Teaching at the Bottom of the Pyramid: Teacher Education in Poor and Marginalised Communities

Akyeampong, Kwame (2022). Teaching at the Bottom of the Pyramid: Teacher Education in Poor and Marginalised Communities. In: Wagner, Daniel A.; Castillo, Nathan M. and Suzanne, Grant Lewis eds. Learning, Marginalization, and Improving the Quality of Education in Low-income Countries. Learning at the Bottom of the Pyramid (2). Cambridge: Open Book Publishers, pp. 77–111.

DOI: https://doi.org/10.11647/OBP.0256


Achieving SDG4—inclusive and quality education for all—requires every child to have access to quality teachers. However, in many lowincome countries (LICs) and lower-middle-income countries (LMICs) large numbers of children, especially in poor and marginalized communities, lack access to well-trained teachers (UNESCO, 2013/14). As a result, many of these disadvantaged children fail to meet the expected minimum learning outcomes for their grade, causing many to drop out of school in the early years. UNESCO Institute of Statistics (UIS), for example, estimates that six out of 10, or 617 million, children and adolescents in LICs and LMICs are not achieving minimum proficiency levels in reading and mathematics (UIS, 2017). The crisis is more acute in sub-Saharan Africa, where about 85 percent of children are not reaching minimum proficiency levels despite being in school (Luschei & Fagioli, 2016; Luschei & Carnoy, 2010; World Development Report, 2018).

However, the crisis is not simply about the inadequate number of teachers, but also about the fact that few trained teachers know how to meet the learning needs of poor and marginalized children. These children are in school but not learning—described as the “silently excluded” (Lewin, 2011). For many of these children, the schools they have access to are so low quality that any hope of education providing a route out of poverty is unrealistic (Lewin, 2011). As Dyer (2013) points out, “the schooling available to the poorest is itself often so poor that it is likely to perpetuate cycles of deprivation as it is to interrupt them” (p.221). Ultimately, this learning crisis points to a lack of programs that can help teachers meet the needs of children at the bottom of the learning pyramid. However, some promising research shows the possibilities of effective classroom practices and teacher education reform, some of which are discussed in this chapter.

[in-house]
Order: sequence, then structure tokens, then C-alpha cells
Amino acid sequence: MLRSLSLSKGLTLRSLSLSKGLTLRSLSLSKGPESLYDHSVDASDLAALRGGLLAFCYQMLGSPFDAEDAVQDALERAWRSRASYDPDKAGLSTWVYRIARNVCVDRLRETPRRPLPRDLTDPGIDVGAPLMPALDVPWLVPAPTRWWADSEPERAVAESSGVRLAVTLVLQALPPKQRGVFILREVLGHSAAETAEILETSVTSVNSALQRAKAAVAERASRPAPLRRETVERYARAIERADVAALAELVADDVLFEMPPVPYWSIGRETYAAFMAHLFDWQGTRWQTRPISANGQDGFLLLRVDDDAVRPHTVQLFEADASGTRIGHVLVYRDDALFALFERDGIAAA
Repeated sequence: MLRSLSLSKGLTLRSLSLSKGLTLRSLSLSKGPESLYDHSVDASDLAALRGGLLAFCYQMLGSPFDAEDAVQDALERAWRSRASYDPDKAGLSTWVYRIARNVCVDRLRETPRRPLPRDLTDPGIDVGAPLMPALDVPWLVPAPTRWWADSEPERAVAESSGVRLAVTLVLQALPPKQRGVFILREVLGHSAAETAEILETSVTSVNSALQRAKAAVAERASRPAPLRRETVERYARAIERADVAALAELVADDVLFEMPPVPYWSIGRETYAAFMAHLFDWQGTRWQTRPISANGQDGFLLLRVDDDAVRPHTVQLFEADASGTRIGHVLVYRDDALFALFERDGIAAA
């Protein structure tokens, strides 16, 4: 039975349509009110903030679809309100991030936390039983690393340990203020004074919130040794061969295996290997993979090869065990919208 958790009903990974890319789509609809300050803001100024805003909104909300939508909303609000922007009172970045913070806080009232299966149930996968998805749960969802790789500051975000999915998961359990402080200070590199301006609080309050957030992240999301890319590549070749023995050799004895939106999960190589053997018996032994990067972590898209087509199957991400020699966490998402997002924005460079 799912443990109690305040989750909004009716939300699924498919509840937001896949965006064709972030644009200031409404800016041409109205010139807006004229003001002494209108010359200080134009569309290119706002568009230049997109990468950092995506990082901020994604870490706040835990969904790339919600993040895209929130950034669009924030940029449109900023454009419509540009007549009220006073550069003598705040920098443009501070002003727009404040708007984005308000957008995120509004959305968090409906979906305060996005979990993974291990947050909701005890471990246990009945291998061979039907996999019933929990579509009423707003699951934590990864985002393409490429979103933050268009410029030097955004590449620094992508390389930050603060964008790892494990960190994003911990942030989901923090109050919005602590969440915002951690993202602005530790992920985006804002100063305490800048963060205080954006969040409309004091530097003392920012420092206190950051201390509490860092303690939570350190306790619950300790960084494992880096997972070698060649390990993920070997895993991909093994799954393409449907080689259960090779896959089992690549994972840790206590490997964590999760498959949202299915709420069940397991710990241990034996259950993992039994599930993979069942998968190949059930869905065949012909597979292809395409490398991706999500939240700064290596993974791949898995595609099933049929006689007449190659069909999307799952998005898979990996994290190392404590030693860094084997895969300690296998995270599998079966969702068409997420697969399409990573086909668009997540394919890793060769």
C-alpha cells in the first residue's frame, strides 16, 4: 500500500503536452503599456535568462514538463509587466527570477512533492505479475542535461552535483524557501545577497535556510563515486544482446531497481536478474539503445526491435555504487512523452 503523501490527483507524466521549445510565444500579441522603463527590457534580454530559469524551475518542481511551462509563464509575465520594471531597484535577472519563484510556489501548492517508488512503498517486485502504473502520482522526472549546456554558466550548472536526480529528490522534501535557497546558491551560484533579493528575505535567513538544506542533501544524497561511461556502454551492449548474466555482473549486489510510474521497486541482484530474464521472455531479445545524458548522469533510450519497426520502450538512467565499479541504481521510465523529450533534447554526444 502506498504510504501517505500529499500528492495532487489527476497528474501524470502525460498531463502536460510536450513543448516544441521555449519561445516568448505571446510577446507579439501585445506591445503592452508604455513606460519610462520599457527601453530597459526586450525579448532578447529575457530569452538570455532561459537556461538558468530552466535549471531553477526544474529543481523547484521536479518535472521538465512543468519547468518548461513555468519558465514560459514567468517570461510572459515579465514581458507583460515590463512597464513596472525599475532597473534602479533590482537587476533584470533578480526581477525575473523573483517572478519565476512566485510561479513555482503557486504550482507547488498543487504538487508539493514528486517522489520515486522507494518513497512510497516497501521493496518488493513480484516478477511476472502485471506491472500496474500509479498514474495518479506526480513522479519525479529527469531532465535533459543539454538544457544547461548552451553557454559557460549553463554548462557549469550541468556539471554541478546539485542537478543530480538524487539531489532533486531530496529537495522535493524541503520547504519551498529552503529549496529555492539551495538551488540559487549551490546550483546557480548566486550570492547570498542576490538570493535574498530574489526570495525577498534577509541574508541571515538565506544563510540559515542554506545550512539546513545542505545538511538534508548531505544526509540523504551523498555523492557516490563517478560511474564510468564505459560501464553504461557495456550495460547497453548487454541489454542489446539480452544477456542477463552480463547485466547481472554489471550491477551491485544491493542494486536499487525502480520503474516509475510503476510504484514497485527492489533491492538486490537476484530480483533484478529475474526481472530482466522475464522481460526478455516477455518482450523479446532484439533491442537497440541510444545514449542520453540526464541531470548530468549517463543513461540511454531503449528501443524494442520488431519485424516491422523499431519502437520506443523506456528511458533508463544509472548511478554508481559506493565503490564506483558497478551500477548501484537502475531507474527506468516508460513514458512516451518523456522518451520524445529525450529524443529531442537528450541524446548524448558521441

The chapter is organized into three sections. First, it discusses the teacher training and supply crisis, outlining the factors that impact teachers’ abilities to meet the learning needs of children who are being left behind. The second section presents case studies of inclusive pedagogies that report positive impact on learning for children who have dropped out of school. The third and final section concludes with a discussion of the implications for reforms that can improve teacher education and close the learning achievement gap between advantaged and disadvantaged children.

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